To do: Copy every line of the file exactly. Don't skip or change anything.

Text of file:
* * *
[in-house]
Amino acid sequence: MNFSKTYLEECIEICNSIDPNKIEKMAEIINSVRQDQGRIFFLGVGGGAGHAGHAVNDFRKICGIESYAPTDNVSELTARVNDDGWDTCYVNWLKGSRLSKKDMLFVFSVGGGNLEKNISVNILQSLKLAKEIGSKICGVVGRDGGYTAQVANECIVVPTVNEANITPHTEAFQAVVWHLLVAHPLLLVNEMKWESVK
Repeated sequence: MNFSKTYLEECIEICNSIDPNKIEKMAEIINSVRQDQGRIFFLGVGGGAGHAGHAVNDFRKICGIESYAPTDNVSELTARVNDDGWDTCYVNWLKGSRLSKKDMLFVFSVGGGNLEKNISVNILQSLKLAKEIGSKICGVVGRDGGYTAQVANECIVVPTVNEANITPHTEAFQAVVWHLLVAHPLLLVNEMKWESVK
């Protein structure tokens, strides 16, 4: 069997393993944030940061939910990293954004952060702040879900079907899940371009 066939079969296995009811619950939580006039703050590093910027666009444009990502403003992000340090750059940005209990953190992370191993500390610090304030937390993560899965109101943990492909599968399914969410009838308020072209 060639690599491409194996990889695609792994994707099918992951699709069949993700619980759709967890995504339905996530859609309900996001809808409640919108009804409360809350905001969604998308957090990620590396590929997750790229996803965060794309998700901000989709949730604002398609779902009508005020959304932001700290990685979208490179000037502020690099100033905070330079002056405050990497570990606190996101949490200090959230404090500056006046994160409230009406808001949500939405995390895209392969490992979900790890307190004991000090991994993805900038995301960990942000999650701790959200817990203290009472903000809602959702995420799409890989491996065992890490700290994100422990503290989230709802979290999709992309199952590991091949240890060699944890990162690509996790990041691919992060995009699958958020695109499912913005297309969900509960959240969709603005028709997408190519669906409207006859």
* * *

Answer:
[in-house]
Amino acid sequence: MNFSKTYLEECIEICNSIDPNKIEKMAEIINSVRQDQGRIFFLGVGGGAGHAGHAVNDFRKICGIESYAPTDNVSELTARVNDDGWDTCYVNWLKGSRLSKKDMLFVFSVGGGNLEKNISVNILQSLKLAKEIGSKICGVVGRDGGYTAQVANECIVVPTVNEANITPHTEAFQAVVWHLLVAHPLLLVNEMKWESVK
Repeated sequence: MNFSKTYLEECIEICNSIDPNKIEKMAEIINSVRQDQGRIFFLGVGGGAGHAGHAVNDFRKICGIESYAPTDNVSELTARVNDDGWDTCYVNWLKGSRLSKKDMLFVFSVGGGNLEKNISVNILQSLKLAKEIGSKICGVVGRDGGYTAQVANECIVVPTVNEANITPHTEAFQAVVWHLLVAHPLLLVNEMKWESVK
């Protein structure tokens, strides 16, 4: 069997393993944030940061939910990293954004952060702040879900079907899940371009 066939079969296995009811619950939580006039703050590093910027666009444009990502403003992000340090750059940005209990953190992370191993500390610090304030937390993560899965109101943990492909599968399914969410009838308020072209 060639690599491409194996990889695609792994994707099918992951699709069949993700619980759709967890995504339905996530859609309900996001809808409640919108009804409360809350905001969604998308957090990620590396590929997750790229996803965060794309998700901000989709949730604002398609779902009508005020959304932001700290990685979208490179000037502020690099100033905070330079002056405050990497570990606190996101949490200090959230404090500056006046994160409230009406808001949500939405995390895209392969490992979900790890307190004991000090991994993805900038995301960990942000999650701790959200817990203290009472903000809602959702995420799409890989491996065992890490700290994100422990503290989230709802979290999709992309199952590991091949240890060699944890990162690509996790990041691919992060995009699958958020695109499912913005297309969900509960959240969709603005028709997408190519669906409207006859």